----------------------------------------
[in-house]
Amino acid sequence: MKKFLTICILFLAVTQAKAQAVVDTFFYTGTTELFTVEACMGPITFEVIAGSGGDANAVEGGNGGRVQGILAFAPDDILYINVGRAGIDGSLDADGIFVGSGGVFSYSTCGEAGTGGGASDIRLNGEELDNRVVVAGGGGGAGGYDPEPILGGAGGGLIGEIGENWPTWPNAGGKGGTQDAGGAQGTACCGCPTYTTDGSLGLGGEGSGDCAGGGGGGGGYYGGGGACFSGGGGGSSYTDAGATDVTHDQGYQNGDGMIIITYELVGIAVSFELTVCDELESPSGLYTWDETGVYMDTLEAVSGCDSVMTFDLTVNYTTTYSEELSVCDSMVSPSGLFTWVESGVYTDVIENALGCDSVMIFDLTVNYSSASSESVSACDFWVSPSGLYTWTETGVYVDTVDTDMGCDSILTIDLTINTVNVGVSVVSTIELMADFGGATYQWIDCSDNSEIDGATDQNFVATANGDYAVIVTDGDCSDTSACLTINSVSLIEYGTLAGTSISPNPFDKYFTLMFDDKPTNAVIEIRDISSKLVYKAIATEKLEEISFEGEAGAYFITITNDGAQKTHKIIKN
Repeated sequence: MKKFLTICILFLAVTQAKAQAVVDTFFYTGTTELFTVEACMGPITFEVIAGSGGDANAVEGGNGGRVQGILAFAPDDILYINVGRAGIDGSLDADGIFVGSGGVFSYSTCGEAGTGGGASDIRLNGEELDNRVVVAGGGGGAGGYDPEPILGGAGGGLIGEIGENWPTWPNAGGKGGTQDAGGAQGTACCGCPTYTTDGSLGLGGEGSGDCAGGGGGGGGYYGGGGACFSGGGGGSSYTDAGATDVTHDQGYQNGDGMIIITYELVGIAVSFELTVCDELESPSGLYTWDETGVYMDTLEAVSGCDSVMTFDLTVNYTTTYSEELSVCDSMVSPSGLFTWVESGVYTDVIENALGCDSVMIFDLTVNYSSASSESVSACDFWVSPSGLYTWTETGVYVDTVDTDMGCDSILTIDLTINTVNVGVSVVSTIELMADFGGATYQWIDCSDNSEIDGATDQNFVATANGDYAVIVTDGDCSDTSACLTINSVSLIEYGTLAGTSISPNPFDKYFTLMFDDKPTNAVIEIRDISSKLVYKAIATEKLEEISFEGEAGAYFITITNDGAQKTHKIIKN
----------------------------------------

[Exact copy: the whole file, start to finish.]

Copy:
[in-house]
Amino acid sequence: MKKFLTICILFLAVTQAKAQAVVDTFFYTGTTELFTVEACMGPITFEVIAGSGGDANAVEGGNGGRVQGILAFAPDDILYINVGRAGIDGSLDADGIFVGSGGVFSYSTCGEAGTGGGASDIRLNGEELDNRVVVAGGGGGAGGYDPEPILGGAGGGLIGEIGENWPTWPNAGGKGGTQDAGGAQGTACCGCPTYTTDGSLGLGGEGSGDCAGGGGGGGGYYGGGGACFSGGGGGSSYTDAGATDVTHDQGYQNGDGMIIITYELVGIAVSFELTVCDELESPSGLYTWDETGVYMDTLEAVSGCDSVMTFDLTVNYTTTYSEELSVCDSMVSPSGLFTWVESGVYTDVIENALGCDSVMIFDLTVNYSSASSESVSACDFWVSPSGLYTWTETGVYVDTVDTDMGCDSILTIDLTINTVNVGVSVVSTIELMADFGGATYQWIDCSDNSEIDGATDQNFVATANGDYAVIVTDGDCSDTSACLTINSVSLIEYGTLAGTSISPNPFDKYFTLMFDDKPTNAVIEIRDISSKLVYKAIATEKLEEISFEGEAGAYFITITNDGAQKTHKIIKN
Repeated sequence: MKKFLTICILFLAVTQAKAQAVVDTFFYTGTTELFTVEACMGPITFEVIAGSGGDANAVEGGNGGRVQGILAFAPDDILYINVGRAGIDGSLDADGIFVGSGGVFSYSTCGEAGTGGGASDIRLNGEELDNRVVVAGGGGGAGGYDPEPILGGAGGGLIGEIGENWPTWPNAGGKGGTQDAGGAQGTACCGCPTYTTDGSLGLGGEGSGDCAGGGGGGGGYYGGGGACFSGGGGGSSYTDAGATDVTHDQGYQNGDGMIIITYELVGIAVSFELTVCDELESPSGLYTWDETGVYMDTLEAVSGCDSVMTFDLTVNYTTTYSEELSVCDSMVSPSGLFTWVESGVYTDVIENALGCDSVMIFDLTVNYSSASSESVSACDFWVSPSGLYTWTETGVYVDTVDTDMGCDSILTIDLTINTVNVGVSVVSTIELMADFGGATYQWIDCSDNSEIDGATDQNFVATANGDYAVIVTDGDCSDTSACLTINSVSLIEYGTLAGTSISPNPFDKYFTLMFDDKPTNAVIEIRDISSKLVYKAIATEKLEEISFEGEAGAYFITITNDGAQKTHKIIKN